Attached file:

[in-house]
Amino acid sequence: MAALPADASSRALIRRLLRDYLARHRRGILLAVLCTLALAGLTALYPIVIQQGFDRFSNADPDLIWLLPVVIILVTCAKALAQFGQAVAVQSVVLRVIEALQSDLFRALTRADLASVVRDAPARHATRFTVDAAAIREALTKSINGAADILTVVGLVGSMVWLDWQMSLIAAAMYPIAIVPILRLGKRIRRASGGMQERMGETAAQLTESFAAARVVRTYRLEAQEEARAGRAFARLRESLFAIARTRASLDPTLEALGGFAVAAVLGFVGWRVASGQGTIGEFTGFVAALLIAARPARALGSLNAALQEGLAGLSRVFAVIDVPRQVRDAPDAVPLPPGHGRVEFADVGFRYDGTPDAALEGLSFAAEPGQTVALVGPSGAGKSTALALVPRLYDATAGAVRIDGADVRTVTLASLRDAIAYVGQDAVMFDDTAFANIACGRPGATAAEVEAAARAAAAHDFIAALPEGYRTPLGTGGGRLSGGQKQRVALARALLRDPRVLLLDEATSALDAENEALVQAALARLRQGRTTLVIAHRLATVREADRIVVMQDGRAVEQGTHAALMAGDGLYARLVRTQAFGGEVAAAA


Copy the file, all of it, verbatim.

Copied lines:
[in-house]
Amino acid sequence: MAALPADASSRALIRRLLRDYLARHRRGILLAVLCTLALAGLTALYPIVIQQGFDRFSNADPDLIWLLPVVIILVTCAKALAQFGQAVAVQSVVLRVIEALQSDLFRALTRADLASVVRDAPARHATRFTVDAAAIREALTKSINGAADILTVVGLVGSMVWLDWQMSLIAAAMYPIAIVPILRLGKRIRRASGGMQERMGETAAQLTESFAAARVVRTYRLEAQEEARAGRAFARLRESLFAIARTRASLDPTLEALGGFAVAAVLGFVGWRVASGQGTIGEFTGFVAALLIAARPARALGSLNAALQEGLAGLSRVFAVIDVPRQVRDAPDAVPLPPGHGRVEFADVGFRYDGTPDAALEGLSFAAEPGQTVALVGPSGAGKSTALALVPRLYDATAGAVRIDGADVRTVTLASLRDAIAYVGQDAVMFDDTAFANIACGRPGATAAEVEAAARAAAAHDFIAALPEGYRTPLGTGGGRLSGGQKQRVALARALLRDPRVLLLDEATSALDAENEALVQAALARLRQGRTTLVIAHRLATVREADRIVVMQDGRAVEQGTHAALMAGDGLYARLVRTQAFGGEVAAAA